Sandeep Mathrani Replaces Marcelo Claure as WeWork Chairman
Mathrani — a legendary real estate figure known for steering mall giant GGP out of one of the largest real estate bankruptcies in history — has been on WeWork’s board since he was appointed the company’s CEO in 2020 to help right the multibillion-dollar train wreck after former CEO Adam Neumann was pushed out. He will remain in his post as CEO.
“Sandeep’s appointment as chairman is a testament to the high esteem in which he is held by WeWork’s board of directors, as well as his tremendous commitment to WeWork’s business, its members and employees,” Bruce Dunlevie, the lead independent director of WeWork’s board, said in a statement. “In just two years as CEO, Sandeep has not only rebuilt WeWork’s foundation but has oriented the company’s path towards sustainable profitability through disciplined growth and innovation.”
WeWork also announced that SoftBank (SFTBY) Group’s Saurabh Jalan was appointed to the board, filling a seat left vacant by Claure.
The shakeup in WeWork’s board comes after Claure, who was appointed executive chairman in 2019, left his post as COO of SoftBank in January following a reported dispute over his compensation.
Claure — who joined the Japanese bank in 2017 after a string running Sprint — became a close confidant of SoftBank CEO Masayoshi Son. SoftBank credited him with helping turn around WeWork, in which it invested billions, after it nearly ran out of money during the tenure of the freewheeling co-founder, Neumann, and a disastrous initial public offering attempt in 2019.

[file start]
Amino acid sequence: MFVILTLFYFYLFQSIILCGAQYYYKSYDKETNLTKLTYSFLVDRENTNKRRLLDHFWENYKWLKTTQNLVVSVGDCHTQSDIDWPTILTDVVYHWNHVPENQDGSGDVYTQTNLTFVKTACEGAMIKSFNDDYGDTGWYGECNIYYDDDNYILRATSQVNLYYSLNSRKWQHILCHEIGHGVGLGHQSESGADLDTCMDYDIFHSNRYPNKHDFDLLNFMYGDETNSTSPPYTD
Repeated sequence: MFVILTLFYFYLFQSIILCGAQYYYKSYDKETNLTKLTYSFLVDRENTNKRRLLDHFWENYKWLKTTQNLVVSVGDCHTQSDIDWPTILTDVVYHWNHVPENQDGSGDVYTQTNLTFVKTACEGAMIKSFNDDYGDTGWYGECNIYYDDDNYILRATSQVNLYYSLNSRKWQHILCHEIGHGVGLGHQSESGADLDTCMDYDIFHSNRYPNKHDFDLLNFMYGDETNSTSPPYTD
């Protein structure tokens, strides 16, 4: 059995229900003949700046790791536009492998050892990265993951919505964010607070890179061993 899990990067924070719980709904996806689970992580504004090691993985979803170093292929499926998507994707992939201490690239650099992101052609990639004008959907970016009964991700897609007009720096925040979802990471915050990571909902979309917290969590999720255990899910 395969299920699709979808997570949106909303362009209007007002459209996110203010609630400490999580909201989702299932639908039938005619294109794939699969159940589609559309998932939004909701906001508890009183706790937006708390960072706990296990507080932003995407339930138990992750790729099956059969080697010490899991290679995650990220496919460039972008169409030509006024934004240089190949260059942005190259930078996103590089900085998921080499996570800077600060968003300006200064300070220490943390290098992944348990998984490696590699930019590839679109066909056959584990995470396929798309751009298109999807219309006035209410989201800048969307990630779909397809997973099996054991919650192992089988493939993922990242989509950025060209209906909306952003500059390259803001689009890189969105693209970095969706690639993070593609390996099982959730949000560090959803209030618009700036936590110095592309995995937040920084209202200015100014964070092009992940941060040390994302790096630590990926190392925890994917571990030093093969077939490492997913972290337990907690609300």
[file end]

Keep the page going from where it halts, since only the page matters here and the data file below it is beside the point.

After joining the board of WeWork, Claure started filling the coworking giant with a slew of real estate professionals, most notably Mathrani, and the company started to slow its massive cash burn and successfully go public through a special purpose acquisition company in October 2021.
However, Claure’s work at WeWork reportedly helped cause his relationship with Son to turn. Claure wanted SoftBank to pay him about $2 billion in compensation over the next several years, partly on the back of his efforts at WeWork, but Son only wanted to shell out tens of millions of dollars, The New York Times reported. The salary discussions pushed Claure to leave in January, CNBC reported.
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